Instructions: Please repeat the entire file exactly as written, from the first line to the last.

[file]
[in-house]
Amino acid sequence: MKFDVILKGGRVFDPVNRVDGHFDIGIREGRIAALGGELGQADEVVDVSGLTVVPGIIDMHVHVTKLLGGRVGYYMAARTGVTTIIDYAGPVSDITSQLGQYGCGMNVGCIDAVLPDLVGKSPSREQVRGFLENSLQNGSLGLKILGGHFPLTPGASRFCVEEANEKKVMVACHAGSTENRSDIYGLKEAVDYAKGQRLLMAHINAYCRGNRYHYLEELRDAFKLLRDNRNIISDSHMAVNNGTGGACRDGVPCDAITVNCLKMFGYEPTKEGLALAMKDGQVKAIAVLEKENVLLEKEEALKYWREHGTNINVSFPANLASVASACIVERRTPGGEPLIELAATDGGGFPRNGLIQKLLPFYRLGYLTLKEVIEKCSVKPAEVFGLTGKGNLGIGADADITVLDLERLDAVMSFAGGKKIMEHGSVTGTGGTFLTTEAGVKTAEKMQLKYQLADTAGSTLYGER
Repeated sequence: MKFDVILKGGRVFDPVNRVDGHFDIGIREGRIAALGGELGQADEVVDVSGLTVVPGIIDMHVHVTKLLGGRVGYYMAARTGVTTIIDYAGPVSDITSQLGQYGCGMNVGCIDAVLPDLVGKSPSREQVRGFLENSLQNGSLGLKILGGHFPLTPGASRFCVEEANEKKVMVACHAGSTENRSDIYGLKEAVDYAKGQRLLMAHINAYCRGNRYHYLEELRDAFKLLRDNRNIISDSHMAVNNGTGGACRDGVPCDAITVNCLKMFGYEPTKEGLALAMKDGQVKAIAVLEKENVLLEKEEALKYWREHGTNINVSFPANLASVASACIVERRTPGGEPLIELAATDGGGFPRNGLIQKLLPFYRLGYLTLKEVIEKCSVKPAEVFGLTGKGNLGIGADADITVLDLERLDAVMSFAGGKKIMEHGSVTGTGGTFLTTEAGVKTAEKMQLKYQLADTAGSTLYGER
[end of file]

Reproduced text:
[in-house]
Amino acid sequence: MKFDVILKGGRVFDPVNRVDGHFDIGIREGRIAALGGELGQADEVVDVSGLTVVPGIIDMHVHVTKLLGGRVGYYMAARTGVTTIIDYAGPVSDITSQLGQYGCGMNVGCIDAVLPDLVGKSPSREQVRGFLENSLQNGSLGLKILGGHFPLTPGASRFCVEEANEKKVMVACHAGSTENRSDIYGLKEAVDYAKGQRLLMAHINAYCRGNRYHYLEELRDAFKLLRDNRNIISDSHMAVNNGTGGACRDGVPCDAITVNCLKMFGYEPTKEGLALAMKDGQVKAIAVLEKENVLLEKEEALKYWREHGTNINVSFPANLASVASACIVERRTPGGEPLIELAATDGGGFPRNGLIQKLLPFYRLGYLTLKEVIEKCSVKPAEVFGLTGKGNLGIGADADITVLDLERLDAVMSFAGGKKIMEHGSVTGTGGTFLTTEAGVKTAEKMQLKYQLADTAGSTLYGER
Repeated sequence: MKFDVILKGGRVFDPVNRVDGHFDIGIREGRIAALGGELGQADEVVDVSGLTVVPGIIDMHVHVTKLLGGRVGYYMAARTGVTTIIDYAGPVSDITSQLGQYGCGMNVGCIDAVLPDLVGKSPSREQVRGFLENSLQNGSLGLKILGGHFPLTPGASRFCVEEANEKKVMVACHAGSTENRSDIYGLKEAVDYAKGQRLLMAHINAYCRGNRYHYLEELRDAFKLLRDNRNIISDSHMAVNNGTGGACRDGVPCDAITVNCLKMFGYEPTKEGLALAMKDGQVKAIAVLEKENVLLEKEEALKYWREHGTNINVSFPANLASVASACIVERRTPGGEPLIELAATDGGGFPRNGLIQKLLPFYRLGYLTLKEVIEKCSVKPAEVFGLTGKGNLGIGADADITVLDLERLDAVMSFAGGKKIMEHGSVTGTGGTFLTTEAGVKTAEKMQLKYQLADTAGSTLYGER